So, we’ve recapped the basics of forces. Now let’s turn our attention to the focus of this bit of learning we are meant to be doing today.  When two forces acting on an object are not equal in size, we say that they are unbalanced forces. Unbalanced forces change the way something is moving. They can make objects: start to move, speed up, slow down or change direction.

The overall force acting on an object is called the resultant force. If the forces are unbalanced, an object will move in the direction of the resultant force. The change in the motion of an object depends upon the size of the resultant force and the direction of the resultant force.


In picture A, the forces are unbalanced, and the downward force is much greater than the upward force so the ball will move quickly in a downward direction. In picture B the upward force is slightly bigger than the downward force so the ball will move upwards but very slowly. In picture C, the upward force is much greater than the downward force so the ball will move up quickly, in the direction of the resultant force.

Get a light ball (or if you haven’t got one to hand just a screwed up ball of paper will do, and sit opposite someone else at a table. Put the ball between you and try the following scenarios, noting what happens to the ball’s speed and direction of movement. Put the ball back between you after each scenario.

1) You blow the ball gently, whilst your partner just sits and watches.

2) You blow the ball with as much puff as you can muster, and your partner blows the ball back at the same time, in the opposite direction, with a gentle blow.

3) Now repeat scenario b) but as the ball begins to move, your partner continue s to blow gently but you stop blowing completely.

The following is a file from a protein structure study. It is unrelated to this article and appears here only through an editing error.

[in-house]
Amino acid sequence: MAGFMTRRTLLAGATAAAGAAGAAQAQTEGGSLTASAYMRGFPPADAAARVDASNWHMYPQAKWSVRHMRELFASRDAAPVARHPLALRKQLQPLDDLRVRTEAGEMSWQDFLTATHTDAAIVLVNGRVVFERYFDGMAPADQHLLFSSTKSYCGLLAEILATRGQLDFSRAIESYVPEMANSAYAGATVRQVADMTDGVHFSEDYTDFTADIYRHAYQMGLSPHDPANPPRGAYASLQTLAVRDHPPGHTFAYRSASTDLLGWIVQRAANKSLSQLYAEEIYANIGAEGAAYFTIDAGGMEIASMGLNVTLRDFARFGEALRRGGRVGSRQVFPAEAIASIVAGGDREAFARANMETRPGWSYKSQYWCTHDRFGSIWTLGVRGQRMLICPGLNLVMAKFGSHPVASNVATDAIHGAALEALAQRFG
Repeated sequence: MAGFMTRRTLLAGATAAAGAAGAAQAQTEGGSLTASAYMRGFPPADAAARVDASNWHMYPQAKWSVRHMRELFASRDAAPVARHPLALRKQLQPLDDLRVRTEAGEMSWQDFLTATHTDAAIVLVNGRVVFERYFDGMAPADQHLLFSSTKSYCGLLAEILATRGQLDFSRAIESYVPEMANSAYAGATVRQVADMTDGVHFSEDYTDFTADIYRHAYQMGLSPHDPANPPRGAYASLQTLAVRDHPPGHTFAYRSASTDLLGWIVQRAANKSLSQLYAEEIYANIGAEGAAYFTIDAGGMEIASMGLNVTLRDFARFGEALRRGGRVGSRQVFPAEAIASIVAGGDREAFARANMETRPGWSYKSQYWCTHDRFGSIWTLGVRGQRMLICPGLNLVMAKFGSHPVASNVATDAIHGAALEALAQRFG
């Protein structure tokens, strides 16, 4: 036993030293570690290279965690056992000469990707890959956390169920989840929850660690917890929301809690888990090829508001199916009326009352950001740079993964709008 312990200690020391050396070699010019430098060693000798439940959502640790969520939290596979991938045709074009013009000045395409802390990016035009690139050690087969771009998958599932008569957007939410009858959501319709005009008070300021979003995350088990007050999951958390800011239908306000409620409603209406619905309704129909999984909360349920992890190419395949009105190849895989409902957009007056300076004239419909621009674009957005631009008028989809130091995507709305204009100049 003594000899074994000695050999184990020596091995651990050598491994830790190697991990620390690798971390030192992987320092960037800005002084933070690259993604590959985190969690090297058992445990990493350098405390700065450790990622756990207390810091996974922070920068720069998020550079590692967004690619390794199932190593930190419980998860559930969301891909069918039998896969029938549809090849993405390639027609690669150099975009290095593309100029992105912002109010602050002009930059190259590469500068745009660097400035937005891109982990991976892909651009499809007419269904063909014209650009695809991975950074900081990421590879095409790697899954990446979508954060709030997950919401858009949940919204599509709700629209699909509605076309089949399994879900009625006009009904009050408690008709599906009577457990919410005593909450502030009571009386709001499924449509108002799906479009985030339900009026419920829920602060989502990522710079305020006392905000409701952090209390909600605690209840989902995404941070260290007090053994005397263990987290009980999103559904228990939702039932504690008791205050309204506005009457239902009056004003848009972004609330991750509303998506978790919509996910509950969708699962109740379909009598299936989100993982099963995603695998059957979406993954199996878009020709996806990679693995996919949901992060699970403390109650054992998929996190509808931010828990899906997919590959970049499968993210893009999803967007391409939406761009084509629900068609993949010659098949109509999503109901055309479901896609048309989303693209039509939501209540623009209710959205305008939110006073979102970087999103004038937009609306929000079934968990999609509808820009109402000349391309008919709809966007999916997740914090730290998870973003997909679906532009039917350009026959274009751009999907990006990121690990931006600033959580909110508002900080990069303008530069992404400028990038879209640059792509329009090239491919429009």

Hopefully in scenario a) the ball moved towards your partner at quite a slow speed. The resultant force was unbalanced, so you caused the ball to start to move. But in scenario b), I imagine it moved in the same direction but with quite some speed! But in scenario c) hopefully, the ball started to move towards your partner then did an about-turn and started to come towards you. The resultant force would have changed when you stopped blowing which caused the ball to change direction. 

Try to think about some everyday examples that you can apply your knowledge to, where unbalanced forces have caused you to start moving, speed up, slow down or change direction.


Step 4: Apply Your Knowledge to New Examples

Look at the image below and have a go answering the following together.




Although the direction of movement remains the same, describe what is happening to the speed of the bike in A, B and C.




Are the forces on the skydiver balanced or unbalanced?




Mark thinks that the yellow car is accelerating in this picture. Is he right? How do you know?


Step 5 - Putting it into Practice

Now, you’ve covered this together why not put this to the test and assign your child the following 5 activities in this order.

All activities are created by teachers and automatically marked. Plus, with an EdPlace subscription, we can automatically progress your child at a level that's right for them. Sending you progress reports along the way so you can track and measure progress, together - brilliant!

Activity 1 - Forces in Everyday Life

Activity 2 - Showing Forces 2

Activity 3 - Balanced and unbalanced forces

Activity 4 - Force and velocity

Activity 5 - Understand Newton's First Law



1) A=constant /steady speed, B=Accelerating, C=Decelerating

2) Unbalanced 

3) Mark is wrong, The resultant force is acting backwards so the car will be slowing down, or reversing. 


Keep going! Looking for more activities, different subjects or year groups?

Click the button below to view the EdPlace English, maths, science and 11+ activity library

All English, maths and science from Year 1 - GCSE